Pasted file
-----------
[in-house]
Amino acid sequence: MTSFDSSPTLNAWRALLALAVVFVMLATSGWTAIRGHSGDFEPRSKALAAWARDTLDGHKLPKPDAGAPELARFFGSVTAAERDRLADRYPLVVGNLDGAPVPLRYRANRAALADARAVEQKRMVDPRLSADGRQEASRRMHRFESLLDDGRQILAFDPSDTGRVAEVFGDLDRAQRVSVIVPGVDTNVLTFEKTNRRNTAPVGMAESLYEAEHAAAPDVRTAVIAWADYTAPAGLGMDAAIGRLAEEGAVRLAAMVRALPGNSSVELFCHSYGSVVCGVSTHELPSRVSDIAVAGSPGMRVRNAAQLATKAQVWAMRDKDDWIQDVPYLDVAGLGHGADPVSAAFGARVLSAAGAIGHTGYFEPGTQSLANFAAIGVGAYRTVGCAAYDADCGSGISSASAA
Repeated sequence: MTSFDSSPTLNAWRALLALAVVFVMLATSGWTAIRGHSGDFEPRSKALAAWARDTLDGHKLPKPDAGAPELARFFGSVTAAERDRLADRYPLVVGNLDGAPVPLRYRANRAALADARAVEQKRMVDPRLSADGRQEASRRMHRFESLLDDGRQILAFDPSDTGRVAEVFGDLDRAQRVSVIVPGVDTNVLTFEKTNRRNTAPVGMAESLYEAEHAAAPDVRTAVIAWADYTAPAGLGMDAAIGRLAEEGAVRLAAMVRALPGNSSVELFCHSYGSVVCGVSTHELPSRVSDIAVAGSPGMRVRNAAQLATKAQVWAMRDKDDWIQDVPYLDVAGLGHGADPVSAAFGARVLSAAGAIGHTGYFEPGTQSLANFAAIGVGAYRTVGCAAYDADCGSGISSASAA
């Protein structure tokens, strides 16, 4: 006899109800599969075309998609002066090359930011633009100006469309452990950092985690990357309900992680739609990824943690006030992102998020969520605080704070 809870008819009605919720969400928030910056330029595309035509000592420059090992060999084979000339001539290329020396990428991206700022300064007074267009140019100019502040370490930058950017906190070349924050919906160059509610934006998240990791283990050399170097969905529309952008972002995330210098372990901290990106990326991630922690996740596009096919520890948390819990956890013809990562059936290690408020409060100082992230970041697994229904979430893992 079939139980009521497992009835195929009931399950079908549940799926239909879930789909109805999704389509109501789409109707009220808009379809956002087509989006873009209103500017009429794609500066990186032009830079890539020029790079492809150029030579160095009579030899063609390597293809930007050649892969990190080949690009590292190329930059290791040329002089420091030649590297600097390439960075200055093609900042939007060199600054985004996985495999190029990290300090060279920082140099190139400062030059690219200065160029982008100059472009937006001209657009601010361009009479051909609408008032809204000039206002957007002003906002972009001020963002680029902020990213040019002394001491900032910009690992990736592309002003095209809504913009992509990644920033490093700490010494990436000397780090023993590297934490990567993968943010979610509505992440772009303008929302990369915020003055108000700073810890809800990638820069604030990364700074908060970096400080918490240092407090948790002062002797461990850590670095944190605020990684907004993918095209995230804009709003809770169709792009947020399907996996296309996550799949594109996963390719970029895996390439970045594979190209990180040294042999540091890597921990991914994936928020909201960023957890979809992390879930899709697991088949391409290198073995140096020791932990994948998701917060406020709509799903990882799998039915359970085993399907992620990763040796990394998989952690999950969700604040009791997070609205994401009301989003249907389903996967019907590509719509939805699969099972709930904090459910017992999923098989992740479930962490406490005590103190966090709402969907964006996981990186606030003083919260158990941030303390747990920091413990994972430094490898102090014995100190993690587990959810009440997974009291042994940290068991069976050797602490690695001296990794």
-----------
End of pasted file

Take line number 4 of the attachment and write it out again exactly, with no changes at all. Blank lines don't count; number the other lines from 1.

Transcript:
């Protein structure tokens, strides 16, 4: 006899109800599969075309998609002066090359930011633009100006469309452990950092985690990357309900992680739609990824943690006030992102998020969520605080704070 809870008819009605919720969400928030910056330029595309035509000592420059090992060999084979000339001539290329020396990428991206700022300064007074267009140019100019502040370490930058950017906190070349924050919906160059509610934006998240990791283990050399170097969905529309952008972002995330210098372990901290990106990326991630922690996740596009096919520890948390819990956890013809990562059936290690408020409060100082992230970041697994229904979430893992 079939139980009521497992009835195929009931399950079908549940799926239909879930789909109805999704389509109501789409109707009220808009379809956002087509989006873009209103500017009429794609500066990186032009830079890539020029790079492809150029030579160095009579030899063609390597293809930007050649892969990190080949690009590292190329930059290791040329002089420091030649590297600097390439960075200055093609900042939007060199600054985004996985495999190029990290300090060279920082140099190139400062030059690219200065160029982008100059472009937006001209657009601010361009009479051909609408008032809204000039206002957007002003906002972009001020963002680029902020990213040019002394001491900032910009690992990736592309002003095209809504913009992509990644920033490093700490010494990436000397780090023993590297934490990567993968943010979610509505992440772009303008929302990369915020003055108000700073810890809800990638820069604030990364700074908060970096400080918490240092407090948790002062002797461990850590670095944190605020990684907004993918095209995230804009709003809770169709792009947020399907996996296309996550799949594109996963390719970029895996390439970045594979190209990180040294042999540091890597921990991914994936928020909201960023957890979809992390879930899709697991088949391409290198073995140096020791932990994948998701917060406020709509799903990882799998039915359970085993399907992620990763040796990394998989952690999950969700604040009791997070609205994401009301989003249907389903996967019907590509719509939805699969099972709930904090459910017992999923098989992740479930962490406490005590103190966090709402969907964006996981990186606030003083919260158990941030303390747990920091413990994972430094490898102090014995100190993690587990959810009440997974009291042994940290068991069976050797602490690695001296990794």